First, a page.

So in a curious way, all of this avalanche of information is filtered in a way that actually makes you less informed, in the sense of seeing a variety of points of view and encouraging you to make some judgement among them. We have seen the results of this kind of silo-effect of media information in recent elections where one’s information about candidates you liked were valorized, and the competitor demonized, in a way that guaranteed a divisive and angry outcome to the elections. It also provided opportunities for media manipulation and the purveying of misleading and outright false reports that would be rapidly recirculated simply because they reinforced the biases and assumptions of the senders. And yet, the basic fact of improved information access is a part of the digital age, a resource to be channeled and potentially utilized for the improvement of human wisdom.
The illusion of personal power.
The instant connectivity and information access of the digital age leads to a third characteristic—a sense of self-confidence. This is the impression gained by individuals, with all these resources at their fingertips, that they know as much or more than anyone else.
I have experienced this directly in my role as a “terrorism expert,” as the media sometimes calls me. I put that term in quotes since I’ve never felt comfortable with that label. I am keenly aware of the limits of my own knowledge, and feel uncomfortable being described as an expert in anything. Still, religious terrorism is something that I have studied and written about over the past thirty some years, so I should know something about it. Recently, however, I have found that when people ask for my opinion, either privately or in an on-air interview, I am quickly interrupted to be given their opinion about the subject. “Well this is what I think,” the questioner will say. And then they’re off on a lengthy diatribe that often echoes comments that they have read on line, heard on radio, or seen on television. If the expert posts his or her authoritative voice on Wikipedia, it can be erased in a moment’s notice by virtually anyone who has a different take on the topic, without have to demonstrate a shred of expertise in that field.
So everyone’s an expert, as I have pointed out in a recent blog post on this topic. But it’s not just terrorism on which they have the illusion of expertise, but also politics, the economy, religion, education, international affairs—in brief, everything. This challenges the whole range of established authority, not just in academia, where we sense this mounting disrespect almost daily, but also in the social and political institutions that lead our societies. Recent elections in the United States and Europe demonstrate that the outside politician, the Bernie Sanders or Donald Trump or Emmanuel Macron, has an appeal simply by virtue of not being part of an established political party. The same phenomenon is seen in the cultural sphere, where the rise of new religious movements and demagogic preachers in Islam, Hinduism, Buddhism and Judaism, as well as in Christianity, are part of the anti-authoritarian mood of the global age of self-confident self-empowered individuals.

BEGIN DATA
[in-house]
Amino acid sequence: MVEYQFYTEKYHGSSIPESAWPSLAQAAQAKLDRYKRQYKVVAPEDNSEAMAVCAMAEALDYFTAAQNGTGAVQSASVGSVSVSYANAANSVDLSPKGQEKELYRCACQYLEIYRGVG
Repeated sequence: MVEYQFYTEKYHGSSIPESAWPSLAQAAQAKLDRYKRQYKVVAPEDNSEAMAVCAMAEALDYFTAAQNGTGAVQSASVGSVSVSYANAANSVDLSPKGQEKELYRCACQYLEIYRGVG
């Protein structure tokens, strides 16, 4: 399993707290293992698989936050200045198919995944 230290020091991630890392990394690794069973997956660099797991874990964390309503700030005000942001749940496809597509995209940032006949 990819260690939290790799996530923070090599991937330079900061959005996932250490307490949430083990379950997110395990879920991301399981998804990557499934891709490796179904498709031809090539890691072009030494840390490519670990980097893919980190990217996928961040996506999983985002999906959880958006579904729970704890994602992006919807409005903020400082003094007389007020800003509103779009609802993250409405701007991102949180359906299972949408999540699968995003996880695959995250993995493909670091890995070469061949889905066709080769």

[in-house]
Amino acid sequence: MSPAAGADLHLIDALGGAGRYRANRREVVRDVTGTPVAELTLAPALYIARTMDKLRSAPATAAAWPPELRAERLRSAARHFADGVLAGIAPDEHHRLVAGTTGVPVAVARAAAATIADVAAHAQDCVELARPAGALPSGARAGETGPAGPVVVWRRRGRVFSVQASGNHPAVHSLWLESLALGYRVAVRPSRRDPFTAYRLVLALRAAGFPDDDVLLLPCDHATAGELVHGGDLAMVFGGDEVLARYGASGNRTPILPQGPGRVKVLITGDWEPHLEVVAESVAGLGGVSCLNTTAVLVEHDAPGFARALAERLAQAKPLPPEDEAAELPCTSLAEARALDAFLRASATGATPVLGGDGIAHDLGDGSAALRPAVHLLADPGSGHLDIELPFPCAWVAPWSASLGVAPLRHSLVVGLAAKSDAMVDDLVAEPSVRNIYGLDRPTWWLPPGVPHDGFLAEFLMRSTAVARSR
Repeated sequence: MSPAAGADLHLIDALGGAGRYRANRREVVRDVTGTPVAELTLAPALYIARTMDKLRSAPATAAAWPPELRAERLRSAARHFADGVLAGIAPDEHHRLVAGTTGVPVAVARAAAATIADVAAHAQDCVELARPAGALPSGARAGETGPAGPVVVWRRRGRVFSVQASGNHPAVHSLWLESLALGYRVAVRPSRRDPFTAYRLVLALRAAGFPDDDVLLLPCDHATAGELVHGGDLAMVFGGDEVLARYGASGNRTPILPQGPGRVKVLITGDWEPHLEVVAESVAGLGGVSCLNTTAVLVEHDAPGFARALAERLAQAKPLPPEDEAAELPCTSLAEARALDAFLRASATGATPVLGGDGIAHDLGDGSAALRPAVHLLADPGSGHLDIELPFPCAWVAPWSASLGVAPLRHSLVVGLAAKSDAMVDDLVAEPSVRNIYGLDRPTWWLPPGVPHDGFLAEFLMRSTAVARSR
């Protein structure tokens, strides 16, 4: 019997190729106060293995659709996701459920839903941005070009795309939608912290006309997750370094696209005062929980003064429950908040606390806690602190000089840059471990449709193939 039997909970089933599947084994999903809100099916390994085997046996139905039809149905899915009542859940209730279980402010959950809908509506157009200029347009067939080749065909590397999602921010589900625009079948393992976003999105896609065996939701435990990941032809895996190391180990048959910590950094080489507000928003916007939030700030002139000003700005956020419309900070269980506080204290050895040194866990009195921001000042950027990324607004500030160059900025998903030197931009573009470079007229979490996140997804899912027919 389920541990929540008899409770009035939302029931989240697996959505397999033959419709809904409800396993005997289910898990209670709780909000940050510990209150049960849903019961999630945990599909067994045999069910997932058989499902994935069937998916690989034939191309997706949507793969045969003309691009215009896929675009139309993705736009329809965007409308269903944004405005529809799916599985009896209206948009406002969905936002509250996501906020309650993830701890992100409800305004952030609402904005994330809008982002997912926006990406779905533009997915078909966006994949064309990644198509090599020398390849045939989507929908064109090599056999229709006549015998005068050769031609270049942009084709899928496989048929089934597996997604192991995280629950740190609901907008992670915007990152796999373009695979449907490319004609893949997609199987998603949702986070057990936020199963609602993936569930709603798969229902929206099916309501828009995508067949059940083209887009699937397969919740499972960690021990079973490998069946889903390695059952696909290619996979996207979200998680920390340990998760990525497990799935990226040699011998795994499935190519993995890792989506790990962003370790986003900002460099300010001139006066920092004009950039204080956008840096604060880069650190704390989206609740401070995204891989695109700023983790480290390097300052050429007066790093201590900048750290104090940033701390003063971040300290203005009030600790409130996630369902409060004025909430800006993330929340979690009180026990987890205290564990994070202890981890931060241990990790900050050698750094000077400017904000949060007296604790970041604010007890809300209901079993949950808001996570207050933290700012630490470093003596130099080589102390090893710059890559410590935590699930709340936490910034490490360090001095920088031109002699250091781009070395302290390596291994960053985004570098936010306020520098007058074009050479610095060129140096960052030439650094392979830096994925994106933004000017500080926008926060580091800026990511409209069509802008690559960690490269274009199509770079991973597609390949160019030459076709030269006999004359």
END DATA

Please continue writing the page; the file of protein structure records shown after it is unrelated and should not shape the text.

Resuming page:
This self-confidence is illusory, since it is not based on any real power or is channeled through democratic process of social and political change. It is rebellion that has no hope of becoming a revolution, and is easily exploited by demagogues who pretend to represent the voices of the populace. The dark side of this illusion of power is anarchy, a devolution of social institutions that are felled by the rise of a deep distrust of authority based solely on one’s own imagined power. Short of that, however, is a different possibility: that the challenge to authority can create opportunities for change and empowerment that do have credibility given the possibility of mass social mobilization in the global age, a coordination of interests that can be harnessed for positive social purposes as well as for venal ones.
The digital self of the global age, therefore, is lonely but widely connected, limited in understanding but able to access vast resources of knowledge, impotent in an ability to act but empowered with a brazen self-confidence. It is a contradictory self, but one that is not without promise. After all, despite the illusions of connection, wisdom and power, there is an extent to which each of the three of these have an authentic basis in the new realities of the global era. We do have an ability to communicate with large numbers of people easily; we do have access to more information and an ability to create our own platforms of information; and we do have the confidence sense that we have the power to change things. And for these reasons, the global future is one that is open to be shaped in myriad ways. One can only hope that at least some of these will be positive.